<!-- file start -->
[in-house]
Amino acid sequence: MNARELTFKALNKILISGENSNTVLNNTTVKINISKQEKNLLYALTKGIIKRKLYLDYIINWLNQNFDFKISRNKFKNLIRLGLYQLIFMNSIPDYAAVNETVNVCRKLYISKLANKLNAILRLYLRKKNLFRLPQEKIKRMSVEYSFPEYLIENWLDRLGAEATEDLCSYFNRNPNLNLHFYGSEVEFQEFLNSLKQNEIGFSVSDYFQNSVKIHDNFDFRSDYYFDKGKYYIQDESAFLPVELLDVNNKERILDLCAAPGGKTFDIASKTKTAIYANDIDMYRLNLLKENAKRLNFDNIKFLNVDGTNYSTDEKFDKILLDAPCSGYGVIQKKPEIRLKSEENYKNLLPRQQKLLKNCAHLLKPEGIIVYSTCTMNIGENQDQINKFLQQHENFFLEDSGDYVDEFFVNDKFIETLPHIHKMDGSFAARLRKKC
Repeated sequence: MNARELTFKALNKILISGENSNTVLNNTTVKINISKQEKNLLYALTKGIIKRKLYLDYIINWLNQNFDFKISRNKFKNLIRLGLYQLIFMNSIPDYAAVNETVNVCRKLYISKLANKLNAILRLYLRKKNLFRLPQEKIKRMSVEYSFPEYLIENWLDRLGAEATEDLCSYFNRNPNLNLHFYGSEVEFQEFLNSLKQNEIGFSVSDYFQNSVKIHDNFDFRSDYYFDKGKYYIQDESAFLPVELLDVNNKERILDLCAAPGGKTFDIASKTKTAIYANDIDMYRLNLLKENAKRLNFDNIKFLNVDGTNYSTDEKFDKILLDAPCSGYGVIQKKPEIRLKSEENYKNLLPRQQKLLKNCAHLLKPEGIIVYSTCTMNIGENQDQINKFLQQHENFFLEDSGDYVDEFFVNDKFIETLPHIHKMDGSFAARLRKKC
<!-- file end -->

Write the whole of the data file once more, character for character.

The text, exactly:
[in-house]
Amino acid sequence: MNARELTFKALNKILISGENSNTVLNNTTVKINISKQEKNLLYALTKGIIKRKLYLDYIINWLNQNFDFKISRNKFKNLIRLGLYQLIFMNSIPDYAAVNETVNVCRKLYISKLANKLNAILRLYLRKKNLFRLPQEKIKRMSVEYSFPEYLIENWLDRLGAEATEDLCSYFNRNPNLNLHFYGSEVEFQEFLNSLKQNEIGFSVSDYFQNSVKIHDNFDFRSDYYFDKGKYYIQDESAFLPVELLDVNNKERILDLCAAPGGKTFDIASKTKTAIYANDIDMYRLNLLKENAKRLNFDNIKFLNVDGTNYSTDEKFDKILLDAPCSGYGVIQKKPEIRLKSEENYKNLLPRQQKLLKNCAHLLKPEGIIVYSTCTMNIGENQDQINKFLQQHENFFLEDSGDYVDEFFVNDKFIETLPHIHKMDGSFAARLRKKC
Repeated sequence: MNARELTFKALNKILISGENSNTVLNNTTVKINISKQEKNLLYALTKGIIKRKLYLDYIINWLNQNFDFKISRNKFKNLIRLGLYQLIFMNSIPDYAAVNETVNVCRKLYISKLANKLNAILRLYLRKKNLFRLPQEKIKRMSVEYSFPEYLIENWLDRLGAEATEDLCSYFNRNPNLNLHFYGSEVEFQEFLNSLKQNEIGFSVSDYFQNSVKIHDNFDFRSDYYFDKGKYYIQDESAFLPVELLDVNNKERILDLCAAPGGKTFDIASKTKTAIYANDIDMYRLNLLKENAKRLNFDNIKFLNVDGTNYSTDEKFDKILLDAPCSGYGVIQKKPEIRLKSEENYKNLLPRQQKLLKNCAHLLKPEGIIVYSTCTMNIGENQDQINKFLQQHENFFLEDSGDYVDEFFVNDKFIETLPHIHKMDGSFAARLRKKC